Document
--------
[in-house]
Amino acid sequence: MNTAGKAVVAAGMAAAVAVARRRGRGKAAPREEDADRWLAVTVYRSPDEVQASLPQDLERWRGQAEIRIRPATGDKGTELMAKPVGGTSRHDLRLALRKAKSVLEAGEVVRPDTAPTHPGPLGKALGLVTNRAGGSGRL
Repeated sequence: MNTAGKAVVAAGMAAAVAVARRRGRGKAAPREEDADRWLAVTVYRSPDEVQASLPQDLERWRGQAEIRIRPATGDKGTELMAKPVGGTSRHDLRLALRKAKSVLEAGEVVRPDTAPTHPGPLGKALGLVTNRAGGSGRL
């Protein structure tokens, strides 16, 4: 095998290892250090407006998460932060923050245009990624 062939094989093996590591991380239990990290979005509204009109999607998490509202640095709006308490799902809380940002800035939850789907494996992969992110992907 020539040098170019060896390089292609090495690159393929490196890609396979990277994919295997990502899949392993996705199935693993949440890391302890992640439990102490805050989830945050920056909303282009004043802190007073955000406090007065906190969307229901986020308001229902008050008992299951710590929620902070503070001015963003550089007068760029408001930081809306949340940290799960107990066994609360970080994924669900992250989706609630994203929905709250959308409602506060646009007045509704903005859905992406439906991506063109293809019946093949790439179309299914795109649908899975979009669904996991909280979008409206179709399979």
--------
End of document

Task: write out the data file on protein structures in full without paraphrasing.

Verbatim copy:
[in-house]
Amino acid sequence: MNTAGKAVVAAGMAAAVAVARRRGRGKAAPREEDADRWLAVTVYRSPDEVQASLPQDLERWRGQAEIRIRPATGDKGTELMAKPVGGTSRHDLRLALRKAKSVLEAGEVVRPDTAPTHPGPLGKALGLVTNRAGGSGRL
Repeated sequence: MNTAGKAVVAAGMAAAVAVARRRGRGKAAPREEDADRWLAVTVYRSPDEVQASLPQDLERWRGQAEIRIRPATGDKGTELMAKPVGGTSRHDLRLALRKAKSVLEAGEVVRPDTAPTHPGPLGKALGLVTNRAGGSGRL
């Protein structure tokens, strides 16, 4: 095998290892250090407006998460932060923050245009990624 062939094989093996590591991380239990990290979005509204009109999607998490509202640095709006308490799902809380940002800035939850789907494996992969992110992907 020539040098170019060896390089292609090495690159393929490196890609396979990277994919295997990502899949392993996705199935693993949440890391302890992640439990102490805050989830945050920056909303282009004043802190007073955000406090007065906190969307229901986020308001229902008050008992299951710590929620902070503070001015963003550089007068760029408001930081809306949340940290799960107990066994609360970080994924669900992250989706609630994203929905709250959308409602506060646009007045509704903005859905992406439906991506063109293809019946093949790439179309299914795109649908899975979009669904996991909280979008409206179709399979």